How much fiber do you need?

How much fiber do you need per day? The Institute of Medicine, which provides research-based advice on articles on medicine and health, offers the following daily recommendations for adults:

Institute of Medicine, 2012

Best Fiber Choices

If you are not eating enough fiber each day, you may need to increase your intake. Good choices include:

  • Whole grain products
  • the fruit
  • vegetables
  • Beans, peas, and other legumes
  • Nuts and grains

Processed or refined foods, such as canned fruits and vegetables, pulp-free juices, white bread and pasta, and breakfast cereals made with whole grains, contain less fiber. The process of refining the grain removes its outer shell (bran) which reduces its fiber content. Similarly, removing the peel from fruits and vegetables reduces their fiber content.

Fiber supplements and fortified foods

In general, whole foods are better than fiber supplements. Fiber supplements, such as Metamucil, Citrucel, and Vibrcon, do not provide as many fiber, vitamins, minerals, and beneficial nutrients as foods do.

However, some people may still need fiber supplements if changing their diet isn't enough for them or they have certain medical conditions, such as constipation, diarrhea, or irritable bowel syndrome. Always check with your doctor if you feel you need to take a fiber supplement.

Also, fiber is added to some foods. However, it is not yet clear whether or not added fiber provides the same health benefits as natural sources.

Tips for adding fiber to your diet

Need any ideas for adding more fiber to your main meals and snacks? Try the following suggestions:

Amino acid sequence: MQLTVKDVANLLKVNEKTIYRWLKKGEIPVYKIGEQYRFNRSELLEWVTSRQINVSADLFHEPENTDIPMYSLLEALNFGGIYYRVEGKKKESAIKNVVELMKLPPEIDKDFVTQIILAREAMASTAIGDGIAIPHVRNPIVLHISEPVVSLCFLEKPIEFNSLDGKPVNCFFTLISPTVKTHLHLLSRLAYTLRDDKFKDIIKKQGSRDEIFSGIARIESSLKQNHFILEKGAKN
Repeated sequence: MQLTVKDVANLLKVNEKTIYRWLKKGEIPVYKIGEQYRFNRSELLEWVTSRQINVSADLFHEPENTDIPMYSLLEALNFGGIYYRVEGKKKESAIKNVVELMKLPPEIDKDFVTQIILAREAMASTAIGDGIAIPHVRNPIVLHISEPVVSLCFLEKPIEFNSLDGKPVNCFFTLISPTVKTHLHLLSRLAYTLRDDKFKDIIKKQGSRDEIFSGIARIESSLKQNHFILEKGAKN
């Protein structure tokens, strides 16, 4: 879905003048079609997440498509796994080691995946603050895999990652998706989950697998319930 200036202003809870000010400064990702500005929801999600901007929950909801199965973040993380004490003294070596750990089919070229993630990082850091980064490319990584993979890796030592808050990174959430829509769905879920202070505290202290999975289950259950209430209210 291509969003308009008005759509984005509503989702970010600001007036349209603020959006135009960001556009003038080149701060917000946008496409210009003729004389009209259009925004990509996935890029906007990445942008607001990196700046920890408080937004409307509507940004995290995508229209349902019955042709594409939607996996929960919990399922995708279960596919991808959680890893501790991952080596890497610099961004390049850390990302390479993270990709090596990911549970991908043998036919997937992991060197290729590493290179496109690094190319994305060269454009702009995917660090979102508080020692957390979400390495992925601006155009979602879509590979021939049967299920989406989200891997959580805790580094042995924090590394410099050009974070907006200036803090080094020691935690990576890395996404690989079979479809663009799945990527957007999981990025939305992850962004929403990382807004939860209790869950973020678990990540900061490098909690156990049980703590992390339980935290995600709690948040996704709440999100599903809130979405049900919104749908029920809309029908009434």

• Start your day with fiber: For breakfast, choose a high-fiber breakfast cereal, which has 5 grams or more of fiber per serving. Choose breakfast cereals with "whole grain," "bran," or "fiber" in their name, or add a few tablespoons of unprocessed wheat bran to your favorite breakfast cereal.
  • Switch to whole grains: Make at least half of your grains whole grains. Look for bread that has whole wheat, whole wheat flour, or any other whole grain as the first ingredient. And look for a brand that contains at least 2 grams of dietary fiber per serving. Try brown rice, wild rice, barley, whole-wheat pasta, and bulgur.
  • Add more fiber to baked goods: When making baked goods, replace whole-grain flour with half of all of the white flour, as whole-grain flour has more fiber. For baked goods that contain yeast, use more yeast or let the dough rise more. When using baking powder, you can increase it by about 1 tablespoon for every 3 cups of whole-grain flour. Also, try adding crushed bran, unprocessed wheat bran, or uncooked oatmeal to pancakes, muffins, and cookies.
  • Diversify your sources of fiber: add frozen or fresh cut vegetables to soups and sauces; For example, mix frozen broccoli pieces with spaghetti sauce while preparing it, or add small pieces of carrots to stews.
  • Create a variety of recipes by adding legumes: Beans, peas, and lentils are excellent sources of fiber. You can add kidney beans to canned soups or green salads. Or you can make toasty chips with black beans and lots of fresh vegetables, or whole-wheat tortilla chips with salsa.
  • Eat fruits with every meal: Apples, bananas, oranges, pears, and berries are good sources of fiber.
  • Boost your snacking: Fresh fruits, raw vegetables, low-fat popcorn, and whole-grain crackers are convenient snack options. An occasional handful of nuts or dried fruits will provide you with a healthy, high-fiber snack, but be aware that these foods are high in calories.

High-fiber foods are good for your health. But adding too much fiber to your diet too soon can cause gas, flatulence, and cramping. So, gradually add fiber to your diet over the course of a few weeks, as this gives the natural bacteria in your digestive system adaptability to change.

Also, be sure to drink plenty of water. Fiber works best when it absorbs water, making stools soft and lumpy.